Prague, 21 May 2005 (RFE/RL) - Shamsiddin Atamatov was in his cell in Andijon's jail on the night of 12-13 May when a group of men suddenly burst in.
"That night, we heard shootings," he recalls. "The guards in the corridor ran. We thought it was the beginning of a war. Then, people came and broke in. Everyone ran outside. We did not expect anything like that. We had no idea about what was happening."
Burkhoniddin Nuritdinov was in another cell.
"We'd never seen anything like that before," Nuritdinov says from his temporary refuge in Kyrgyzstan. "I'd never heard any shootings in my entire life. I was shocked. We went to the corridor and were standing there for a while. The crowd was growing and someone said, 'Let's go downstairs.' We went downstairs, still in shock. We gathered outside. It was very dark, there were no lights on. Someone said, 'If you want you can go to 'hokimiyat' (regional administration). We will demand our rights'. People marched toward hokimiyat."
That rally turned to bloodshed when security forces opened fire on demonstrators. Authorities claim 169 people died in the violence in and around Andijon, although rights groups say up to 1,000 civilians might have been killed.
Now Atamatov and Nuritdinov are among more than 540 refugees at a makeshift camp in Kyrgyzstan.
It's a far cry from their life as wealthy businessmen in Andijon.
There, both Nuritdinov and Atamatov owned thriving companies, until they were imprisoned in 2004.
"I was not tortured. However, there was enormous pressure. They said, 'You know very well what is going to happen to you if you don't sign a confession,' and [they] forced me to sign all the papers."
They were among 23 wealthy businessmen whose trial on charges of belonging to the banned Islamic group Akramiya triggered the Andijon unrest.
Nuritdinov and Atamatov say the religious extremism charges are trumped up -- and that they only came after the Uzbek authorities failed to find any financial wrongdoing.
"As for tortures, I experienced all kinds of them," Nuritdinov says. "I spent 11 months in prison. For the first five months, they made no charges. They just investigated documents of my company. They failed to find any economic crime in my company's activity, they brought leaflets and literature [of Akramiya] and charged us with it."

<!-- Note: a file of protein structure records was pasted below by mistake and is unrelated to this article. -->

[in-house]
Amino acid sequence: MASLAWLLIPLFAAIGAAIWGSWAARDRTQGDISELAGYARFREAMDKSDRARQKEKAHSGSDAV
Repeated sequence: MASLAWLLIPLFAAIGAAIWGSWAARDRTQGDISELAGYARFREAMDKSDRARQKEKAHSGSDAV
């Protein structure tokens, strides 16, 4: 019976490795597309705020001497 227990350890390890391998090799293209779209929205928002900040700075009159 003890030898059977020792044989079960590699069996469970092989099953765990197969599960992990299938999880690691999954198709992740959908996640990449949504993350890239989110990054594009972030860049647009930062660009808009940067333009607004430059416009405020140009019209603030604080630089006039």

Atamatov says he confessed in belonging to Akramiya under strong pressure: "No, I was not tortured. However, there was enormous pressure. They said, 'You know very well what is going to happen to you if you don't sign a confession,' and [they] forced me to sign all the papers."
Both men say the real reason behind their trial was economic. They say someone more powerful wanted to take their business that had to prove successful and was growing.
Independent observers and human rights activists agree. They say the government is facing difficulties meeting its budgetary needs and is trying to make up the shortfall by confiscating property from wealthy people.
"My understanding is the following," Nuritdinov says. "In Uzbekistan, every sector [of economy] is monopolized. Whenever anyone else reaches the level when he can become a real competitor for a monopolist, he is accused of belonging to [the banned Islamist group] Hizb ut-Tahrir, Wahhabis, or Akramiya, or simply charged with economic-financial crimes and is done away with."
After his release from jail, Nuritdinov says he joined other protestors outside Andijon's regional-administrative building.
He says none of the protestors had any weapons -- a claim that Uzbek authorities dispute.
Nuritdinov also insists he does not know who the protesters were or who organized jailbreak and demonstrations.
"It might have been the people who were full of discontent," Nuritdinov says. "It might have been the authorities that wanted to provoke unrest and get rid of some people. They shoot at innocent babies. Why? Who needed this bloodshed? It was provocation. Authorities set several buildings on fire themselves and protestors extinguished it. People did not need anything like that."
Nuritdinov and Atamatov say they have asked the Kyrgyz government for political asylum.
They say they don't want to return to their home country -- that would mean, they say, further repression.
(RFE/RL correspondent Gulnoza Saidazimova contributed to this report.)[For more on these events, see RFE/RL's dedicated webpage: Unrest in Uzbekistan]Click here for a gallery of images from the violence in eastern Uzbekistan on 13-14 May.See also:
Uzbekistan: President Karimov's Limited Options
Karimov Said To Oppose International Probe Into Crackdown
Kyrgyzstan: Aid Worker Describes Refugee Conditions
Central Asia: Are Governments Too Quick To Blame Unrest On Islamic Militants?
What Really Happened On Bloody Friday?
Where Does Crisis Go From Here?
Protesters Charge Officials With Using Extremism Charges To Target Entrepreneurs